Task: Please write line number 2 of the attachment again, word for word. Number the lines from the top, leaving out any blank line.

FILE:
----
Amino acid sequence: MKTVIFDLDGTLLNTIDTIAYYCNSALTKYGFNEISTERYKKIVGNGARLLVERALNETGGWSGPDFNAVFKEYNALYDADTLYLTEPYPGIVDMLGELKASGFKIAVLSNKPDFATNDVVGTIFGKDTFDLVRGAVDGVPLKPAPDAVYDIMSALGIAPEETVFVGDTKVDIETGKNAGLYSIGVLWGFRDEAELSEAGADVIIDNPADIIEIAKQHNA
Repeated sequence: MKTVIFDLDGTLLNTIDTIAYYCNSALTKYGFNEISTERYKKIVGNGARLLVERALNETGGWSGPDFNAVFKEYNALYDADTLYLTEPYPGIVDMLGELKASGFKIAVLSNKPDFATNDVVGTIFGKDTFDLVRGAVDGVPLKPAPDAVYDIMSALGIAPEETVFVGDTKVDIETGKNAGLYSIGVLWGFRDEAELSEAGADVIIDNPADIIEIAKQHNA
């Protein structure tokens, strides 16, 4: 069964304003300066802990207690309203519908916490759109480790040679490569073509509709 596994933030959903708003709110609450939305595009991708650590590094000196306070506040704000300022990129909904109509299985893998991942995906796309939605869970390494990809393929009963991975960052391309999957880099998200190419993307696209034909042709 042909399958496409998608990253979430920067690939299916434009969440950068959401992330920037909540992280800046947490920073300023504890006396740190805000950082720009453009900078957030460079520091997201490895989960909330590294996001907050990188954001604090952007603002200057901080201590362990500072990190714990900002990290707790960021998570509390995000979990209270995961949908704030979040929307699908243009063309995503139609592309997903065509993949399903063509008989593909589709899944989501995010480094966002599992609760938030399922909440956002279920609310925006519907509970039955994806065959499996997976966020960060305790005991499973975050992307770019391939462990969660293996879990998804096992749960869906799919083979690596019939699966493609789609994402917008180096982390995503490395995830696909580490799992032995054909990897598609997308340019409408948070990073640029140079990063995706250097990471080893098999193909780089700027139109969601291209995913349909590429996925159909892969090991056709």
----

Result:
Repeated sequence: MKTVIFDLDGTLLNTIDTIAYYCNSALTKYGFNEISTERYKKIVGNGARLLVERALNETGGWSGPDFNAVFKEYNALYDADTLYLTEPYPGIVDMLGELKASGFKIAVLSNKPDFATNDVVGTIFGKDTFDLVRGAVDGVPLKPAPDAVYDIMSALGIAPEETVFVGDTKVDIETGKNAGLYSIGVLWGFRDEAELSEAGADVIIDNPADIIEIAKQHNA